Lou Reed – RIP
– by Shawn Conner
Rolling Stone is reporting that Lou Reed has passed away. He was 71.
Though the cause of his death has yet to be released, it is known that the singer underwent a liver transplant in May of this year.
Two of his most recent projects include the album Lulu with Metallica and The Raven, an album based on the work of Edgar Allan Poe.
Reed first came to prominence in the 1960s, as songwriter and singer with the Velvet Underground. Many of the songs he wrote for that seminal group are considered classics today: “Rock and Roll”, “What Goes On”, “Pale Blue Eyes” and “Heroin” among them. Reed brought a streetwise, poetic sensibility to his lyrics – he was an acolyte of the poet Delmore Schwartz, an early inspiration whom Reed would acknowledge throughout his career.
At the time, Reed also came under the influence of pop artist Andy Warhol, who did the famous “banana” album cover for and produced the group’s 1967 debut, The Velvet Underground and Nico. In 1990, Reed and former Velvet Underground bandmate John Cale would release Songs for Drella, a biographical series of songs about Warhol. On the record, Reed talks about his falling out with the artist, as well as Warhol’s early advice to Reed:
(Video – Lou Reed and John Cale, “Work”)
In the 1970s, Reed became an unlikely AM (and, later, Classic Rock formatted) radio staple with his song “Walk on the Wild Side” and its immortal refrain, “And the coloured girls go doot-doot-doot-doot.”
The song was from Reed’s second solo album, Transformer.
That 1972 album also contained several more of what would come to be regarded as classics, including “Vicious”, “Perfect Day” and “Satellite of Love”. As Reed’s influence spread through new generations of musicians, more and more people would mine his back catalogue, and this album was prime source material. U2 has covered both “Perfect Day” and “Satellite of Love”.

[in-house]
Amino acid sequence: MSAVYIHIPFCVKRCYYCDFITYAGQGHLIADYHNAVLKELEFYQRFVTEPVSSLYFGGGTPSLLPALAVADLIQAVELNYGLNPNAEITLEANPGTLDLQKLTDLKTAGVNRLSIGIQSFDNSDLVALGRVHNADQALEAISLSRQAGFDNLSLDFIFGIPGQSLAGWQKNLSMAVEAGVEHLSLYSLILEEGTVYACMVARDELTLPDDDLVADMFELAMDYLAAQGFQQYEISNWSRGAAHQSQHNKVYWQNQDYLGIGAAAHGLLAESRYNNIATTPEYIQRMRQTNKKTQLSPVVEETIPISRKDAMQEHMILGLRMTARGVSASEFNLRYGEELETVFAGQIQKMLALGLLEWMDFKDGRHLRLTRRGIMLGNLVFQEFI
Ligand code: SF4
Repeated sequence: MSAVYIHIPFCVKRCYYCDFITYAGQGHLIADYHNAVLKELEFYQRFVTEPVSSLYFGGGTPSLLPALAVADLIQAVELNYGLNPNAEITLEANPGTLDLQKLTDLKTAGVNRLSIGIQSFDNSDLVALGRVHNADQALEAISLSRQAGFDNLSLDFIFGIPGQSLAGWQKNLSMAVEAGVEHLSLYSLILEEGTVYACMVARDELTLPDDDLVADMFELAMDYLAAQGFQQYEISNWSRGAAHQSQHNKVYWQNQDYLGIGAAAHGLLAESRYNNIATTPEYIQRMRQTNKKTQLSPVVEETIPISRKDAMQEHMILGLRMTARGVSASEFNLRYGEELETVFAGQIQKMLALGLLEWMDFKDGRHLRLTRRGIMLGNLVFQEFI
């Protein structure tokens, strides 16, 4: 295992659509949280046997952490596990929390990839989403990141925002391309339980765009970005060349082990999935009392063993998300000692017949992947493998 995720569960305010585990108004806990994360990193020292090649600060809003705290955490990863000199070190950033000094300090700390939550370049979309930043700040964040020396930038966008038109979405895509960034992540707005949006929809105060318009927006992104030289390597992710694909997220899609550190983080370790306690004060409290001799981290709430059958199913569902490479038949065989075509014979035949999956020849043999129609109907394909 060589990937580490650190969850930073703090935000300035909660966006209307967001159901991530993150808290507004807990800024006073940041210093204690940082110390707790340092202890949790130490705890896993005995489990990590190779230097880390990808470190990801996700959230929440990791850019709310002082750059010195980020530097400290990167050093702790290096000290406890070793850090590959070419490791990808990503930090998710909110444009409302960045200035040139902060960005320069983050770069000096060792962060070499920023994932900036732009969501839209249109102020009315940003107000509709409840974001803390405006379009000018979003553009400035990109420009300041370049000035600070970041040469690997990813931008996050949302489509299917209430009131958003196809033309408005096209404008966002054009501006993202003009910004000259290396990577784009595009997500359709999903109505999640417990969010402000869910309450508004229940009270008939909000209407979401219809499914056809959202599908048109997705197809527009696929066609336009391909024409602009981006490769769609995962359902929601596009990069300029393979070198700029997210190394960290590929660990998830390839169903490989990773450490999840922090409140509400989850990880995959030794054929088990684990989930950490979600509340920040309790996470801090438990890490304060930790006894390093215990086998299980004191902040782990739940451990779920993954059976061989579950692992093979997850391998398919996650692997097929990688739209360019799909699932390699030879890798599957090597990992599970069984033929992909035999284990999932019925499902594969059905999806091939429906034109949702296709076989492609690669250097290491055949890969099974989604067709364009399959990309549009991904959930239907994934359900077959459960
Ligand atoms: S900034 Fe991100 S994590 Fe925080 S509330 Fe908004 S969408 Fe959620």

In the ensuing years, music critic Lester Bangs positioned Reed as his bete noire, and wrote a series of stories pitting himself against the rock star. One of the best of these is “The Best Album Ever Made”, Bangs’ essay about Reed’s 1975 release Metal Machine Music, two records’ worth of feedback. (Reed released another, relatively more conventional album, Coney Island Baby,Â that same year.)
Reed’s output between 1975 and 1989 tended to receive mixed reviews, but several songs from this period stand out for this writer, including: the title track to to Street Hassle (1978, later covered by Simple Minds); the title track to The Blue Mask (1982); “Bottoming Out”, from Legendary Hearts (1983);Â “I Love You, Suzanne” (an actual charting single!) from New Sensations (1984); and “Video Violence” fromÂ Mistrial (1986’s).
But in 1989, Reed reentered the cultural conversation in a big way. New York, his love letter to New York City but also a state-of-the-nation address, was one of the most acclaimed albums of the year. It was the right record at the right time, presenting Reed at the height of his talents just as a new generation of musicians (and particularly songwriters) were discovering both his solo and Velvet Underground work.
There are too many great songs on this record to mention, but if you’re familiar with New York, here are a few titles to jog your memory: “Romeo Had Juliette”, “Dirty Boulevard”, “The Great American Whale”, “Straw Man”, “There Is No Time”. If you’re unfamiliar with Lou Reed, this is a prime gateway.
Nearly as powerful (and, some might say, superior) was the follow-up, Magic and Loss. The album was reportedly inspired by the death of two close friends, including the songwriter Doc Pomus, who gave Reed his start in the music business, according to Wikipedia’s Magic and Loss entry. From this album, the song “Sword of Damocles” has always struck me as particularly powerful – never more so, in fact.
Lou Reed released four more albums after Magic and Loss, including Set the Twilight Reeling (1996), Ecstasy (2000), and Hudson River Meditations (2007), a collection of meditational music.
Reed will be missed. To be totally corny and clichÃ©, I hope he’s up there with Lester Bangs, giving a 180-gram vinyl pressing of Metal Machine Music a spin and boasting about being ahead of his time.
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